Disk companies pricing themselves out of business-again: lessons of the past still unlearned.
At year-end 2002, only a handful of significant disk drive suppliers remained: Seagate, Maxtor, Western Digital, Fujitsu, Samsung, Toshiba, NEC, and Hitachi/IBM (Hitachi Global Storage Technologies). This number may shrink further in 2003. With Hitachi's purchase of IBM's disk drive business, the majority of disk drive producers will become Asian-based, even though the majority of disk drives are still produced by North American-based companies: Seagate, Maxtor, and Western Digital.
Magnetic mass-storage technology advances have enabled the migration of disk units to 3.5-inch and smaller diameter form factors. The 3.5-inch and 2.5-inch form factors are present in all segments of the market: server, desktop, and mobile. The recent introduction of the one-inch form factor may point the way to future configurations of the disk drives in the rapidly growing consumer and portable storage markets. The 1-inch diameter drives currently address a niche market but appear to be headed from lgigabyte to four gigabytes in 2003. There are emerging signs that 2.5-inch form factor disk drives may begin to displace 3.5-inch drives for many applications, due to continually increasing areal recording density and the potential for improved access density.
Areal density has grown at an impressive 60 percent compound annual growth rate, historically, and has accelerated to greater than a 100 percent rate since 1999. We are now approaching the delivery of 70 gigabits per square inch for magnetic disk technology, with demonstrations over 130 gigabits per square inch routinely occurring in laboratories. The first hard disk drives with 80 gigabytes on each side of a 3.5-inch platter and with 40 gigabytes on each side of a 2.5-inch are scheduled to arrive in 2003.
It is likely that the rate of increase for magnetic disk areal density will start to drop below historical rates annually, due to the greater difficulty in making the new technology work. A particular technical challenge will be making magnetic recording heads with track width dimensions that are smaller than the minimum feature size of the optical lithographic equipment used in the semiconductor industry. In the next five years, the likelihood of perpendicular recording using a patterned media may likely appear to further increase recording densities. Thermo-mechanical data writing on plastic substrates is gaining positive test results and may bypass the elusive super-paramagnetic limit completely.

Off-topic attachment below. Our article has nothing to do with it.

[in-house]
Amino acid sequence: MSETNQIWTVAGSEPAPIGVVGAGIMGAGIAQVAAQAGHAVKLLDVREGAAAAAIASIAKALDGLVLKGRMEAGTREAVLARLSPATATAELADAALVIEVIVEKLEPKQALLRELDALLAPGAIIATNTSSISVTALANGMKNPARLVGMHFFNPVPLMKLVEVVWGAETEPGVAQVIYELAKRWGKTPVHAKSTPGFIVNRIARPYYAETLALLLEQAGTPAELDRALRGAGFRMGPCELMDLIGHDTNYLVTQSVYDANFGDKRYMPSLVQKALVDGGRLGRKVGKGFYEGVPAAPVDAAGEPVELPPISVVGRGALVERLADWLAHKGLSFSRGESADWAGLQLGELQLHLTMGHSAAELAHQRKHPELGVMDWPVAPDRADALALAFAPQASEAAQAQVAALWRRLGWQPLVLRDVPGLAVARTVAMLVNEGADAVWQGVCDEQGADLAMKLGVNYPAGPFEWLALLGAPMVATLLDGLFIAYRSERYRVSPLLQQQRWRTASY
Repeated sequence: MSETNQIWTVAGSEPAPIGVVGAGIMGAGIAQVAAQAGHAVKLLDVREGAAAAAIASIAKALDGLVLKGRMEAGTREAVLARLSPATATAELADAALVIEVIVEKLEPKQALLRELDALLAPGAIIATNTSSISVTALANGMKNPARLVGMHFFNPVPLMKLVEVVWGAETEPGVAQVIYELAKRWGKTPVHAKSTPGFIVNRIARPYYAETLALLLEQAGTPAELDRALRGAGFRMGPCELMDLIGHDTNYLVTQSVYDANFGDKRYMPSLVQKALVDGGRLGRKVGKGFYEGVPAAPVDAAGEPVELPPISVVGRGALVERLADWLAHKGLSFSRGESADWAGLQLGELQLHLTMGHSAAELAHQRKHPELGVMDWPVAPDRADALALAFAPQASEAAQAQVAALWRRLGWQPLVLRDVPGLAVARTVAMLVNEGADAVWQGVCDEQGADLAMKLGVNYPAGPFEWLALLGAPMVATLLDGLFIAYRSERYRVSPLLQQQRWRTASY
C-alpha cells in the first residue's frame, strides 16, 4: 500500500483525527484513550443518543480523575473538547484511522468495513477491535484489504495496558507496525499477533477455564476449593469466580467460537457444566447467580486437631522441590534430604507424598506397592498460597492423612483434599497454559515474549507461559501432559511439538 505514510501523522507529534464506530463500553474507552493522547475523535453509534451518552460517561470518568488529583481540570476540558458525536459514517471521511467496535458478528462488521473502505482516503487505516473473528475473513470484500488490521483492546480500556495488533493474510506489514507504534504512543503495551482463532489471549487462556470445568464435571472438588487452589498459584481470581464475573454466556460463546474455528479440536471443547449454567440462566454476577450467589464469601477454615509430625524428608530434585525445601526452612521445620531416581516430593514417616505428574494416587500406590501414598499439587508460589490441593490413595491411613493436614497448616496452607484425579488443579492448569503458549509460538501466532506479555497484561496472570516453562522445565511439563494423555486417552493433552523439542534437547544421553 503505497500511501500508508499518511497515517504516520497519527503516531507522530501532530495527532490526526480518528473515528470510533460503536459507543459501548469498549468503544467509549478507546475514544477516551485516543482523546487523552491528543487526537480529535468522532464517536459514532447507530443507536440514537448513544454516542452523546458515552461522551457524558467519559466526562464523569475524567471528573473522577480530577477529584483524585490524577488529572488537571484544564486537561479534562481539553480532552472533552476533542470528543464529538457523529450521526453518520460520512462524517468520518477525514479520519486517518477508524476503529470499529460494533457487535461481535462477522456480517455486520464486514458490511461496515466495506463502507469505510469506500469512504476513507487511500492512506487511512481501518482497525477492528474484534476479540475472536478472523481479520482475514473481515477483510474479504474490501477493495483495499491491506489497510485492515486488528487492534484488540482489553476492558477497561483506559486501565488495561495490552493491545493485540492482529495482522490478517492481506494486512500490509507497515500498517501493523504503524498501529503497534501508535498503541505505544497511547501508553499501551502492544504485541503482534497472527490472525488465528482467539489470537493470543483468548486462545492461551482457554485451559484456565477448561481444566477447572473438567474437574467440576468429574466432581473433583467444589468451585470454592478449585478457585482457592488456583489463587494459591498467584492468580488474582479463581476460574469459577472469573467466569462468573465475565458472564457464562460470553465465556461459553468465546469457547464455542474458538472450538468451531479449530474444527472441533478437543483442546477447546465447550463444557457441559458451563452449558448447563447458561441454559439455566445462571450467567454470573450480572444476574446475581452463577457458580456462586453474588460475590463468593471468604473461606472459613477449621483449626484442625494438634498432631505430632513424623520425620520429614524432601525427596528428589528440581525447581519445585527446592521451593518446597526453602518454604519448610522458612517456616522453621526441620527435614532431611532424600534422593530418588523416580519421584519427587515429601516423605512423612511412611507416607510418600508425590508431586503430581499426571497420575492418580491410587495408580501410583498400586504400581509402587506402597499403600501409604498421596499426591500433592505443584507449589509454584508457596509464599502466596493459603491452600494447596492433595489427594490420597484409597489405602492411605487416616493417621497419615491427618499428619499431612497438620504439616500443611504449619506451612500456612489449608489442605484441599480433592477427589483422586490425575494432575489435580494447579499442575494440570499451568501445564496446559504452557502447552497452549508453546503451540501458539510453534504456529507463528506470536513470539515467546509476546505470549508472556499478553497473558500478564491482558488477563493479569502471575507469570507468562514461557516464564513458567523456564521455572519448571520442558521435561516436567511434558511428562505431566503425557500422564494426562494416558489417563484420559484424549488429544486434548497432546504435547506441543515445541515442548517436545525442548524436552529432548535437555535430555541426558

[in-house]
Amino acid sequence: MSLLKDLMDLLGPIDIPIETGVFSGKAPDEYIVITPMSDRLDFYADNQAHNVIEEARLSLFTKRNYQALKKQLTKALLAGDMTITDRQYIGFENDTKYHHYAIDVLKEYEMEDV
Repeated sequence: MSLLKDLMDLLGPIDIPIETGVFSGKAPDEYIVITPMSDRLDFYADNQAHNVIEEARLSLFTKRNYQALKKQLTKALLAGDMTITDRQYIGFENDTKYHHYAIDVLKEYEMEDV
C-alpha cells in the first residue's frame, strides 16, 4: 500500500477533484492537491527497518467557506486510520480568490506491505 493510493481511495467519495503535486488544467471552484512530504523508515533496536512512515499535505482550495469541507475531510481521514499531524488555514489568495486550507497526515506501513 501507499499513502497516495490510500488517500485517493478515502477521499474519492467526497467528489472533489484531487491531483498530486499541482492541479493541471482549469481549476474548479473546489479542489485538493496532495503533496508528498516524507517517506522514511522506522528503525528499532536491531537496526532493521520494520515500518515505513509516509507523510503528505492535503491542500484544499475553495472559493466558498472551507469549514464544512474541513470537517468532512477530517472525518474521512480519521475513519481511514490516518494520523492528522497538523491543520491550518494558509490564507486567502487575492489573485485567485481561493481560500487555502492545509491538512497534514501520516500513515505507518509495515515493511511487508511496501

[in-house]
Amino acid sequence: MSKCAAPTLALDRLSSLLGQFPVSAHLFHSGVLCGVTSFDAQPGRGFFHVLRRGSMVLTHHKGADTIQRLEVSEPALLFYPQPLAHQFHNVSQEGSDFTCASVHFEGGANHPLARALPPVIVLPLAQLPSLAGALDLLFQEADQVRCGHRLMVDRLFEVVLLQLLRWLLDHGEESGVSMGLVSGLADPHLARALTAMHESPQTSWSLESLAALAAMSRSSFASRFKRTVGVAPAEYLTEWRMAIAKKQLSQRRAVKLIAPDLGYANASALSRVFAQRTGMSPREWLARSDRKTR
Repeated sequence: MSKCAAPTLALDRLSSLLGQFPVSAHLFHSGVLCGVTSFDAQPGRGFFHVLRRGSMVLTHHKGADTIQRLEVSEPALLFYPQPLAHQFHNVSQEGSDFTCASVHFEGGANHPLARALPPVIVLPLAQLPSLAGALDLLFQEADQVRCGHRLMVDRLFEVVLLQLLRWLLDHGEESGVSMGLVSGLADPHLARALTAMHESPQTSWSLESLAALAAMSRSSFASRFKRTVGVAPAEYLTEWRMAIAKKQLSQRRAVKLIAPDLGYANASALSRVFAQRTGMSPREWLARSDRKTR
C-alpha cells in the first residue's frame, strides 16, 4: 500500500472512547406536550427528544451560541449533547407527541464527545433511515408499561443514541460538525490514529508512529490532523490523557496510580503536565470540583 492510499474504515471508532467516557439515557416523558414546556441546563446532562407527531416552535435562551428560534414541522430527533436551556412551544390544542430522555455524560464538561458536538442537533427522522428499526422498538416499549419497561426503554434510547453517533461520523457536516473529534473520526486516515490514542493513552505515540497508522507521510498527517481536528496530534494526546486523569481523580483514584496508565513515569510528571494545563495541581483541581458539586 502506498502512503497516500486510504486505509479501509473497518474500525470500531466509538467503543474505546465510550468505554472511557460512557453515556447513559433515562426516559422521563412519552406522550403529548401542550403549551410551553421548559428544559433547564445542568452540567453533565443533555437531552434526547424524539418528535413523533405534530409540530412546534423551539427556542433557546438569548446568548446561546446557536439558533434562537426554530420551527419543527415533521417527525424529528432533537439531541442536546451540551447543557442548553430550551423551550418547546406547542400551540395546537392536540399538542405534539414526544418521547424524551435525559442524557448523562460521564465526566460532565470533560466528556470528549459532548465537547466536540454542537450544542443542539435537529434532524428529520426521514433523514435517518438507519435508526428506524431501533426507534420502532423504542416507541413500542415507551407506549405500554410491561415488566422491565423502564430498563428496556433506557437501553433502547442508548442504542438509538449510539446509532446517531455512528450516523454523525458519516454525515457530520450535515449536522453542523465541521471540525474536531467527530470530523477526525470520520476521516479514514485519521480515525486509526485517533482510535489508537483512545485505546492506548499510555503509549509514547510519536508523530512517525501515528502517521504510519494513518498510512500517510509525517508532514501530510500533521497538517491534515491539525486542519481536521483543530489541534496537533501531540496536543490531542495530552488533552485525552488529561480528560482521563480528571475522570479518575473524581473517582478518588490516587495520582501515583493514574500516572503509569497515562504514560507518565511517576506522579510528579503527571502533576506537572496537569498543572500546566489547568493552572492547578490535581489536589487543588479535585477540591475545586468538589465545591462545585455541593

The Access Density Issue
The more strategic question for disk storage may be: "Who needs this much capacity on a single disk drive?" This is a different question than "Who needs this much disk storage capacity?" First we must deal with the access density issue. Disk performance has not kept pace with the growth in disk capacities. More densely packed data means fewer disk actuators for a given amount of storage. Disk storage capacity witnessed exponential improvement during the 1990 decade. Since 1992, the areal density of magnetic disk recording has increased an average of over 60 percent annually. Storage device performance is improving at less than 10 percent annually. Device performance is defined as the maximum number of random I/Os per second a drive can deliver. This can surpass 100 I/Os per second since the average access time (average seek, latency and data transfer) has gone below 10ms per I/O on newer drives. Continual increases in capacity, without corresponding performance improvements at the drive level, create a perfor mance imbalance that is defined by the ratio called Access Density. Access Density is the ratio of performance, measured in I/Os per second, to the capacity of the drive, usually measured in gigabytes (Access Density = I/Os persecond per gigabyte). The disk manufacturers remain primarily focused on driving capacity. This approach is good for storing data but what about retrieving data? If capacity doubled and performance doubled, the access density would remain unchanged. Scaling disks involves more than increasing capacity; performance must increase accordingly.
In reality, the access density has steadily declined, as the capacity has increased substantially. Larger caches and actuator-level buffers help improve overall subsystem performance, and multi-path, switched point-to-point I/O porting builds aggregate throughput. Access density is becoming a significant factor in managing storage subsystem performance and the tradeoffs of using higher-capacity disks must be carefully evaluated as lowering the cost-per-megabyte most often means lowering the performance. In general, very high-capacity disks are not well-suited for applications that have a large number of concurrent users, as too much contention for the actuator results. Future I/O-intensive applications will require higher access densities than are indicated by the current development roadmaps. Higher access densities may be achieved through lowering the capacity per actuator or dramatically increasing the I/O per second capabilities of the drive. The latter is much harder to accomplish, particularly for rand om access applications where a seek (disk arm movement) is required.